It was likely this previous scientific experience that made them attractive to Illumina. And is no doubt one of the reasons that Illumina would find it easier to build out research and operations in the US.

So.. the SBIR program while might in some respects look like a failure… it probably does a lot of help the US maintain technological dominance in certain industries.

Centrillion Update

After the last Centrillion blog post, Centrillion contacted me with some observations. The full text of these is included at the end of this post for your reference. So I thought I’d do an update post addressing some of their comments, and some thoughts after looking over their website.

There are a few points made in these emails/tweets:

  • Their service is $99.
  • Illumina based sequencing services they say typically cost $200-$300.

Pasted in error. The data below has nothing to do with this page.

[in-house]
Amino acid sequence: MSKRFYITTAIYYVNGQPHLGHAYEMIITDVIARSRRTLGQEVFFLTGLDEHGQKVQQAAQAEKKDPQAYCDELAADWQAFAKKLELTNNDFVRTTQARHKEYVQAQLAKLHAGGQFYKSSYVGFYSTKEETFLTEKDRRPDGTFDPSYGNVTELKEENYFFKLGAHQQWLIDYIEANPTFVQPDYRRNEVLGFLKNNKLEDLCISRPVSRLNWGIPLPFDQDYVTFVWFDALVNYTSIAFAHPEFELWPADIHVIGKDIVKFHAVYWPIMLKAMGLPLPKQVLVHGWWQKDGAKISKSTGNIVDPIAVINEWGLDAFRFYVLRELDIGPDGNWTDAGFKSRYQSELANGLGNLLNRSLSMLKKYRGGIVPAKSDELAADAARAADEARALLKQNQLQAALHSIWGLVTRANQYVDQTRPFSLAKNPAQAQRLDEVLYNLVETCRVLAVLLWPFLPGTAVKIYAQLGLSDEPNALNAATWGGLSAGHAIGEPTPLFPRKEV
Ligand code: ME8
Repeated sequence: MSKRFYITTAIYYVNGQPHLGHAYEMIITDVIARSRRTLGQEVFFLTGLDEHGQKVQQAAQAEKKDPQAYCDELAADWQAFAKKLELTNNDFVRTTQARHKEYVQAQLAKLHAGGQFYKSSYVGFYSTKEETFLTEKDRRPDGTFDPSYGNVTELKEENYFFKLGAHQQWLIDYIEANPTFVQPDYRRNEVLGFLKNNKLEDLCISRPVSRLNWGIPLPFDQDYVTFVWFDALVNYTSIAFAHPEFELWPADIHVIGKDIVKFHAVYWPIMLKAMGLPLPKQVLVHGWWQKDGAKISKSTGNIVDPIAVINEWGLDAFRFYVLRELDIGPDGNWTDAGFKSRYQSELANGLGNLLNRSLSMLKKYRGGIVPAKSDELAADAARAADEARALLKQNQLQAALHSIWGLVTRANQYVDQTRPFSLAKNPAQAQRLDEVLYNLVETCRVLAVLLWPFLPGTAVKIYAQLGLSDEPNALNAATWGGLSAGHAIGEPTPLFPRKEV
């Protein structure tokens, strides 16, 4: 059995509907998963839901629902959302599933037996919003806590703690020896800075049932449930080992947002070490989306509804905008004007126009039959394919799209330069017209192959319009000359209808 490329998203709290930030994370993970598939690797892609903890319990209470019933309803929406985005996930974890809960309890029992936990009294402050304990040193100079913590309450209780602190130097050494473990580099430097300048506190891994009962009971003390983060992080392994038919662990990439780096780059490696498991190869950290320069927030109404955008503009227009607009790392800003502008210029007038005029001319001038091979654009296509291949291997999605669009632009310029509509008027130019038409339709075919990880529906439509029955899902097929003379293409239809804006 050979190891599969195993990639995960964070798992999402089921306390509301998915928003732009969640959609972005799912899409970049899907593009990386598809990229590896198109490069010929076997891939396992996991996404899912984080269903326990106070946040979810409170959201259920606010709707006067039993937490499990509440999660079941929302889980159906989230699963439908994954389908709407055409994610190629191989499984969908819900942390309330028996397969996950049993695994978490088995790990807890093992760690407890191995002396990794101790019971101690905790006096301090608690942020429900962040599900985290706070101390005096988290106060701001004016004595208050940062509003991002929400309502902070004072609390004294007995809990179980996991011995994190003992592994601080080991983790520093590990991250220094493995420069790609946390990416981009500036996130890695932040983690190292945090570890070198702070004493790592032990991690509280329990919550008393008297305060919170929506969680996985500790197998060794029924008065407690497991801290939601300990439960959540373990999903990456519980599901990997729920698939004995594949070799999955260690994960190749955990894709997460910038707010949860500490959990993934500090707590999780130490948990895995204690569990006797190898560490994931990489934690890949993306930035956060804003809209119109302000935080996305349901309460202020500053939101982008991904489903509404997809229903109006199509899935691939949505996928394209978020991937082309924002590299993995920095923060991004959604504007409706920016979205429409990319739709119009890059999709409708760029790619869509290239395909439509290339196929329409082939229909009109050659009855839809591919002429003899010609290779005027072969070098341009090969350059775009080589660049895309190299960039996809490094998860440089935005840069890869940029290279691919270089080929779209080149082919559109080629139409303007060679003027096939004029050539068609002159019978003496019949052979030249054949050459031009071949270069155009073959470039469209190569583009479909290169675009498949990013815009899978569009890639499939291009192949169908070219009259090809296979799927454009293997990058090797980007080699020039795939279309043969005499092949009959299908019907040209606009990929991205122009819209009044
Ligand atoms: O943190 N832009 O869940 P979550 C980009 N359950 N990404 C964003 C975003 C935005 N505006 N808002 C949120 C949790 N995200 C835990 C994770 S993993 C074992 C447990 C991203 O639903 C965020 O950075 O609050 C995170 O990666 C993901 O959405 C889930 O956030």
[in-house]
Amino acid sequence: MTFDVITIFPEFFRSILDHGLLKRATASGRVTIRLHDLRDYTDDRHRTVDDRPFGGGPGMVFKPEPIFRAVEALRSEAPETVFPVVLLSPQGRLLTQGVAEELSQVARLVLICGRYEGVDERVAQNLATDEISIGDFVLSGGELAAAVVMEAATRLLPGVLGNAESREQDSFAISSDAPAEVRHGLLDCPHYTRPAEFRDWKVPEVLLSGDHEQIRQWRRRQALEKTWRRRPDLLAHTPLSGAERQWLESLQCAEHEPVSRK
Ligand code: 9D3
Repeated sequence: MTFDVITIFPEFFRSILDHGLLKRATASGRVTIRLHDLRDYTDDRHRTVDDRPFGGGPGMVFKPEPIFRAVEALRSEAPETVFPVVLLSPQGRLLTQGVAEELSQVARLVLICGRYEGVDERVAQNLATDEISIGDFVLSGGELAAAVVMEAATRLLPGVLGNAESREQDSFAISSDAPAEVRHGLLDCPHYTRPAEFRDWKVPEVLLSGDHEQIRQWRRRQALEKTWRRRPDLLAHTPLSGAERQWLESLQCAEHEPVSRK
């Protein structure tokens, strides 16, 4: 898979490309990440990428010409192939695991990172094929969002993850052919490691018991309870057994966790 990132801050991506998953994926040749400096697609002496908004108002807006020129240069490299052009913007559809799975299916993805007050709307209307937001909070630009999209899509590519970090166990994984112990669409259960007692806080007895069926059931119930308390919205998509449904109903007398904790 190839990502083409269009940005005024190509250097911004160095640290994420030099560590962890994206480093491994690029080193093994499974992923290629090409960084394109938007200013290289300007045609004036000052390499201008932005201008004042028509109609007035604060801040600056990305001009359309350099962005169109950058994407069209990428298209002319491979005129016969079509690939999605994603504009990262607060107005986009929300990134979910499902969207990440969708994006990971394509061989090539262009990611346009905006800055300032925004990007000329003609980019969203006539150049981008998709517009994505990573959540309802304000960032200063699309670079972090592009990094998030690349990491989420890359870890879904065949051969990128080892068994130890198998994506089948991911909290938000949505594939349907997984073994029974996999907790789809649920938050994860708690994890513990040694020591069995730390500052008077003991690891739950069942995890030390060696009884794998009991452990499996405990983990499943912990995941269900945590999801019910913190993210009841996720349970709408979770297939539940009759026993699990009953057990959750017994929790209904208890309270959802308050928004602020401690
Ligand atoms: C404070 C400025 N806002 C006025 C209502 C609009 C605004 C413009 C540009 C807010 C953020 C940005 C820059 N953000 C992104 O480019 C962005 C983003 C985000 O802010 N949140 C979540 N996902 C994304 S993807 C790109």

• That labs could run the Centrillion service for <$30.
  • That Illumina costs $100-$150 per sample in terms of reagents.

I think the Illumina costs above for SARS-CoV-2 sequencing are probably out by an order of magnitude. If you like at Illumina’s own guideline pricing. They have costs per sample for multiplexed runs of $18 and $24. Different protocols, but for multiplexed runs I think you’re looking at the $10 to $20 run range for Illumina sequencing of SARS-CoV-2. There are examples which put the total cost at ~$100. And RNASeq has been available from service providers for $100 to $200 per sample for a while. So in summary my estimate on Illumina SARS-CoV-2 sequencing would be $15 per sample, sold at ~$100 including sample prep/labor.

They don’t give accurate pricing, but at $99 I don’t think the Centrillion approach is competitive with Illumina. If it’s much cheaper in volume, <$10 perhaps? But I can’t see this as being a more versatile replacement for qPCR, for example…

Someone mentioned their website. I hadn’t actually looked over the site before, so was surprised by the following:

“The variant output file is automatically generated using VirusHunter™ software. It enables rapid sequence analysis and strain or clade determination using published variant data. Whole genome FASTA and FASTQ files are output at the same time to enable deeper sequencing analysis using custom pipelines.”